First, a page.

It’s not a shock to anybody that babies are expensive and one of your biggest outlays is a pushchair. But would you ever buy one secondhand? I’ve used both a new and a second-hand pushchair and I’d say there are some major advantages to buying one that’s preloved.
What did you do?
I hadn’t even thought about buying a second-hand pushchair until my friend suggested it. She explained how she frequently spots secondhand pushchairs for sale in charity shops and how part of her regretted buying a new one when she was pregnant, because with hindsight, she should have looked for a second-hand model.
Now I love a bargain of any kind, so after a chat with my partner, we decided to source one secondhand. We planned to look at new pushchairs, find one we liked the look of and source that model second hand. So we went to John Lewis to test ride some buggies, made our decision and then hunted on Preloved for that model.
Did your second-hand pushchair last?
When our son was about four weeks old, I was asked to review a brand-new pushchair for MadeForMums. I had to use it over a period of six weeks so I was able to write a comprehensive review. During that time, due to a lack of space, we decided to pass the secondhand pushchair on and it’s still being used now.
6 advantages of buying a secondhand pushchair
I realise that I ended up with a brand-new pushchair, yet I’m advocating buying secondhand. However, that was down to luck and having used both a brand new and a second-hand pushchair, I wouldn’t buy a new one in the future. Here’s why:
1) The saving
If you decide to buy secondhand, you won’t pay the premium that’s automatically added to new new items. This will mean that you will save hundreds of pounds.
When I was pregnant, we needed to buy a second car, so I wouldn’t be isolated whilst I was on maternity leave. With that in mind, I couldn’t justify dropping £1000 on a new pushchair, as I knew that money would be better spent elsewhere.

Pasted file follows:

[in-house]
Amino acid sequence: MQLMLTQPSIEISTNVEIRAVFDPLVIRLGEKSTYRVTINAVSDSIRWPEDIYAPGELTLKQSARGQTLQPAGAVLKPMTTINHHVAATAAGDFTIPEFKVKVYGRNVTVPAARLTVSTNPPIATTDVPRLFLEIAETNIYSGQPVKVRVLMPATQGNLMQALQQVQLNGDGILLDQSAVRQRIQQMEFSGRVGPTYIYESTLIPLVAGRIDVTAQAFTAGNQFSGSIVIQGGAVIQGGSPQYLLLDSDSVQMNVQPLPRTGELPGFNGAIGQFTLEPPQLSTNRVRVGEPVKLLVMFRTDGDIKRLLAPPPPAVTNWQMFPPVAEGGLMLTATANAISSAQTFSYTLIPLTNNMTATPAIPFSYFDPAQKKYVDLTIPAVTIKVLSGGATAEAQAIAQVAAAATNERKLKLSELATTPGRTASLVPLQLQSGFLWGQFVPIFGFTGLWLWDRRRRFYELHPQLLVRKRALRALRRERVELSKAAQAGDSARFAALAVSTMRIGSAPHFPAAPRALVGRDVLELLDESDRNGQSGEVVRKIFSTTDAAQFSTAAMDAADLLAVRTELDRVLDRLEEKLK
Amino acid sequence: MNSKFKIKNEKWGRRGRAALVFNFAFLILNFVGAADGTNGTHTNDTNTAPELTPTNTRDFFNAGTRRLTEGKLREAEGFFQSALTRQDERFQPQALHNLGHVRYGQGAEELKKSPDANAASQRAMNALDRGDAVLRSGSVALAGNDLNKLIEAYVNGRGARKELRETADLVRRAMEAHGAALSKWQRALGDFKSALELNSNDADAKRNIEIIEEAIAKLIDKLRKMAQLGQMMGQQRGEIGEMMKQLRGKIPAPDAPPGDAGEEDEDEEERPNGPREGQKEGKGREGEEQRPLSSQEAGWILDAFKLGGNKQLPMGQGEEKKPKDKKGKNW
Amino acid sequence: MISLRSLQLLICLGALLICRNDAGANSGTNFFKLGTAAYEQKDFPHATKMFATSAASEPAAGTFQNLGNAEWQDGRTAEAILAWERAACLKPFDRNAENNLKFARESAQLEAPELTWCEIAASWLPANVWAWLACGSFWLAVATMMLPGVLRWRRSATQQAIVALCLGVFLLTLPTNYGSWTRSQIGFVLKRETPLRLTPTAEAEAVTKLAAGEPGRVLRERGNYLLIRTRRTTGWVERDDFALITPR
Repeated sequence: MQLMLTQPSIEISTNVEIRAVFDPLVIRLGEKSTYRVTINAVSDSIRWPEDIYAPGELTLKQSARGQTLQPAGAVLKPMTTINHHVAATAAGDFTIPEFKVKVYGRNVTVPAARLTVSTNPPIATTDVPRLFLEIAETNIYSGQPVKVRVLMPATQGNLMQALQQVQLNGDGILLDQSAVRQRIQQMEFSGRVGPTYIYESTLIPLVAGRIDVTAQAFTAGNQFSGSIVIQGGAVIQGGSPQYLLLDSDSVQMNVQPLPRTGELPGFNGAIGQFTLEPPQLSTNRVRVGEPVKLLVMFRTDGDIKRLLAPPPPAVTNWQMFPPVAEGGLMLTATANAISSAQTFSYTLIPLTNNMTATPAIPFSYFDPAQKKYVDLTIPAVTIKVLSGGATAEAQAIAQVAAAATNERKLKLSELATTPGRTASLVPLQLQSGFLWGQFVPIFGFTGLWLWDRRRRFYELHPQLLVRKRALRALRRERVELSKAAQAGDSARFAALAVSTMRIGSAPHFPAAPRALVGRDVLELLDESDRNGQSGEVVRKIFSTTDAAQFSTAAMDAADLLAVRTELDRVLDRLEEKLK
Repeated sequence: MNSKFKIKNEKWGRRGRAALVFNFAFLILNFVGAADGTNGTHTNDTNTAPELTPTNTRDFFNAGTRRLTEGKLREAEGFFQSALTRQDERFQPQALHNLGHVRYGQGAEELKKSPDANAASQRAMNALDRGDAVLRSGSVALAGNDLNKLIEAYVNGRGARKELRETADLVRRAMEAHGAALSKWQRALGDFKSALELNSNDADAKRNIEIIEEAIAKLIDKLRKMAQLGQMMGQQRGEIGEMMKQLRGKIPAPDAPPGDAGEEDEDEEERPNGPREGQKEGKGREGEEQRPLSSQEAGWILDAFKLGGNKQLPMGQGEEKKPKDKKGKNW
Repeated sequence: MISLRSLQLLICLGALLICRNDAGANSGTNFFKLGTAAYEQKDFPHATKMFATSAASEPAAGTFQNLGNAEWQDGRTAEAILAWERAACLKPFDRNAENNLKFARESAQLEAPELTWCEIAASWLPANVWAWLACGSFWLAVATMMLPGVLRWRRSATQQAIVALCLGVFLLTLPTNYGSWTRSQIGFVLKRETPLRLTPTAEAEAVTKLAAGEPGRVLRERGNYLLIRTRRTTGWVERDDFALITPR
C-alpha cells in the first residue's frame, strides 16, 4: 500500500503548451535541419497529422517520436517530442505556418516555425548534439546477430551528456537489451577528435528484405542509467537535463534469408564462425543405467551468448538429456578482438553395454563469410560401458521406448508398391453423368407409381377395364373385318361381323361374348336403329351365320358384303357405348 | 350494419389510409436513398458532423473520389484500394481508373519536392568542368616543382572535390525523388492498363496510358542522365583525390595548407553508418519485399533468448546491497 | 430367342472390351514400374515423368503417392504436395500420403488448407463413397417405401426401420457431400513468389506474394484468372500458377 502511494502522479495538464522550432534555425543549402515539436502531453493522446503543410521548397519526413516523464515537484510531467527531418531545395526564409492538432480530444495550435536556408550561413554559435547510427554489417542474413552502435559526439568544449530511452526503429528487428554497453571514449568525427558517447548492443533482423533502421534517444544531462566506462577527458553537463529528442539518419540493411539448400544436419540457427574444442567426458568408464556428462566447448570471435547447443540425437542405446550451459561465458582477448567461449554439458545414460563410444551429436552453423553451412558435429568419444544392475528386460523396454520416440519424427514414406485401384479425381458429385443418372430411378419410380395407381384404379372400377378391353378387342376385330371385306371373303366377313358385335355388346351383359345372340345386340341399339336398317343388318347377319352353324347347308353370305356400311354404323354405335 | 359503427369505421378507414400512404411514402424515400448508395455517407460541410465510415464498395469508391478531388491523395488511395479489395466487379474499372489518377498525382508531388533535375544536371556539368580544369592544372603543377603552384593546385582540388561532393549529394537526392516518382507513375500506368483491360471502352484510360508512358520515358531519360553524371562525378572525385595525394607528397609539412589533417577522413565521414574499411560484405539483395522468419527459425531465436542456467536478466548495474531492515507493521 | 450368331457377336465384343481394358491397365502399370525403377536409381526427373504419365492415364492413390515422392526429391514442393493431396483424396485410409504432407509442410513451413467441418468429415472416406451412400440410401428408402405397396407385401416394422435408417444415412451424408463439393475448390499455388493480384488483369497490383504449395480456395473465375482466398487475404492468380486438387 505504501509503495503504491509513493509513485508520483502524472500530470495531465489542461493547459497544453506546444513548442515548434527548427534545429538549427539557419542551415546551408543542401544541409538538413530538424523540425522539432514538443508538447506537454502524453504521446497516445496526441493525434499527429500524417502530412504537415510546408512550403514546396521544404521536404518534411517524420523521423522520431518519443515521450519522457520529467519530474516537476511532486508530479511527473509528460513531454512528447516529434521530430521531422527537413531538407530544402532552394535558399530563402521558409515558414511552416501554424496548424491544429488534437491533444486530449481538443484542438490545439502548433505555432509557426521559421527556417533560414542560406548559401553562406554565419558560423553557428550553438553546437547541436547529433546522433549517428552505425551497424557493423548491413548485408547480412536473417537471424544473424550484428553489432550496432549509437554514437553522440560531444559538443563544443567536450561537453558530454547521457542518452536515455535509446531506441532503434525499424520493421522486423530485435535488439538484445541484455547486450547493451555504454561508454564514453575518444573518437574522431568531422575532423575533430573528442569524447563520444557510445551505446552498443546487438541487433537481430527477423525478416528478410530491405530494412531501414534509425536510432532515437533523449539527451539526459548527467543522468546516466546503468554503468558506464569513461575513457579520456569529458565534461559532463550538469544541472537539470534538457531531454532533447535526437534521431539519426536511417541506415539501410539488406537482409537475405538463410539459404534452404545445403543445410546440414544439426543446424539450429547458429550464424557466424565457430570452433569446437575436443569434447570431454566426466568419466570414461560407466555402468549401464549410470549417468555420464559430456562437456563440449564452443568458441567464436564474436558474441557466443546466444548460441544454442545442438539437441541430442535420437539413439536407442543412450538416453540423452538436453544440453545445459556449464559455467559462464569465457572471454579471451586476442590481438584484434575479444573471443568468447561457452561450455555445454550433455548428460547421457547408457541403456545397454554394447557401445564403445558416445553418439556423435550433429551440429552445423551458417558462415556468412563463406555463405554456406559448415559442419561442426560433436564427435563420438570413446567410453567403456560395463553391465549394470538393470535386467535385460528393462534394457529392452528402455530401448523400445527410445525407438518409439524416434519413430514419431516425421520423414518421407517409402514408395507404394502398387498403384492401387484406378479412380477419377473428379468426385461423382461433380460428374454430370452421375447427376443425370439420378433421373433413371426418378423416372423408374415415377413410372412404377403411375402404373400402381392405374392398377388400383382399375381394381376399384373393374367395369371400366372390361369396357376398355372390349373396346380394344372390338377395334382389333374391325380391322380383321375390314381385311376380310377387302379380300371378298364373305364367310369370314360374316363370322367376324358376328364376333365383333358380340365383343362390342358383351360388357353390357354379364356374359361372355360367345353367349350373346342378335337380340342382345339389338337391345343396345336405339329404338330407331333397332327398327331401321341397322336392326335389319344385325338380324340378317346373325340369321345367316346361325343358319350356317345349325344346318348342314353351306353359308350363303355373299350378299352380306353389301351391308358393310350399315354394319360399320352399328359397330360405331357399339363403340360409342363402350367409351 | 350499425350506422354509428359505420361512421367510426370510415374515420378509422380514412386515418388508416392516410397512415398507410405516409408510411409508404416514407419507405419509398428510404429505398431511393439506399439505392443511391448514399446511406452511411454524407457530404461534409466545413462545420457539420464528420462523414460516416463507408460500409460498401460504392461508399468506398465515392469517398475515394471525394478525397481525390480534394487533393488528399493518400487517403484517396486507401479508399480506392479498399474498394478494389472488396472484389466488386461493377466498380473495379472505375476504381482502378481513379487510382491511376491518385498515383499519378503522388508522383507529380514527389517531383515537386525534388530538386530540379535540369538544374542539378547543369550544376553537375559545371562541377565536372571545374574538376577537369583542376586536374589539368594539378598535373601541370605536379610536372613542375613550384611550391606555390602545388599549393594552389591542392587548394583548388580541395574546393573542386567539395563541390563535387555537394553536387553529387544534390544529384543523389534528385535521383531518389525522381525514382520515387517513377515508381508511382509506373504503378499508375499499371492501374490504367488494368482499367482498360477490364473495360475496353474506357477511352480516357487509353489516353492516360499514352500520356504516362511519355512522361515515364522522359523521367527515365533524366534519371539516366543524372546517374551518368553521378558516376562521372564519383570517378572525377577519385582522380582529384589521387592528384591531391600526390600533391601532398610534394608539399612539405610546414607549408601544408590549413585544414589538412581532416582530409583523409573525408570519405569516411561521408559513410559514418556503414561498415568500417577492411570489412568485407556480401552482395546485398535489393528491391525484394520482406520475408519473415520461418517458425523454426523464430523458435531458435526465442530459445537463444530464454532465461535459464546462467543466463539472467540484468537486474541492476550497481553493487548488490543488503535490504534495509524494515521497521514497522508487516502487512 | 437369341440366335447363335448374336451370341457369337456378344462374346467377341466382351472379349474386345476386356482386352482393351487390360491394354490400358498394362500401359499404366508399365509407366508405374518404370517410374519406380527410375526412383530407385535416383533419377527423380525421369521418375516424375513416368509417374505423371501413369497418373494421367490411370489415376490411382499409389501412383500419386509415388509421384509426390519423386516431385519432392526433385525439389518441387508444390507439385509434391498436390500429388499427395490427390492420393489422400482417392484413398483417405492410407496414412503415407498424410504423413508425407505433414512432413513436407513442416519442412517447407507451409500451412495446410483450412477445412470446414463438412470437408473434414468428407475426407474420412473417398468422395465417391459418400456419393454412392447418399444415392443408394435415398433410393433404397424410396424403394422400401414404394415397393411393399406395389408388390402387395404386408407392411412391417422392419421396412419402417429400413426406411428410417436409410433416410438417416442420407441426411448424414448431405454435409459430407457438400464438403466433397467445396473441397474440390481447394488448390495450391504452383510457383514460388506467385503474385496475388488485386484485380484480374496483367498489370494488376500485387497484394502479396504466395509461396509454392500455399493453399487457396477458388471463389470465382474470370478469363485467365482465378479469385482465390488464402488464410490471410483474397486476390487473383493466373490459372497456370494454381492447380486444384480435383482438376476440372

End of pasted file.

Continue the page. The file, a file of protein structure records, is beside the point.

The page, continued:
2) Lots of choice
If you’ve finished having children, or you don’t have the space to keep a pushchair, then you’ll want to pass yours on as soon as possible. As pushchairs are so expensive to start with, many people try and recoup some of the money they spent by selling it on. That may be why there are hundreds of pushchairs for sale and if you shop around, you’ll be able to find one that’s preloved and in great condition.
I searched on Preloved, eBay and Facebook Marketplace looking for a pushchair and it didn’t take me long to source one. I found an iCandy Peach that had hardly been used. And at £100, it was less than a tenth of the price of a new one.
3) It’s okay if you don’t like it
You can read all the reviews in the world, but you won’t truly know if you’ve made the right choice until your baby arrives. Hopefully you’ll have made the right decision, but maybe you’ll find your pushchair difficult to use, fold, or manoeuvre. This is where a secondhand purchase really comes into its own. If you’ve spent £100 on a secondhand pushchair that isn’t quite for you, then you can pass it on to somebody else, or resell it. It’s no big deal. But would you feel the same if you’d spent over £900 on a Bugaboo Fox? You can’t send that back to Amazon after four months because it drives you mad when you push it along the country lane by the side of your house.
4) Pushchairs quickly age
Although a secondhand pushchair won’t look picture perfect when you buy it and you will be able to tell it’s been used before. A new pushchair is much the same after a couple of outings.
When I started using my brand new one, I loved how new and clean it looked. But the wheels and the chassis scuffed in no time and after a couple of outings, my brand new pushchair no longer looked brand new. It looked worn. Just like my second-hand buy.
5) Your baby will be none the wiser
Do you remember what pushchair your parents pushed you around in? No, neither do I. Your baby won’t know how much your pushchair was, or where you bought it from. As long as they’re safe, clean, warm and fed, all is well in their world.
6) Avoiding landfill
By buying secondhand, you’re stopping something else from going to landfill. So from an environmental perspective it makes sense to buy pre-loved items where you can.
Is it worth it?
I think it makes sense to buy a second-hand pushchair. If you shop around you will find one in great condition. I’d also much rather have £900 in my savings account, than in John Lewis’s till.
A pushchair isn’t the only baby item I’d advise you to source secondhand.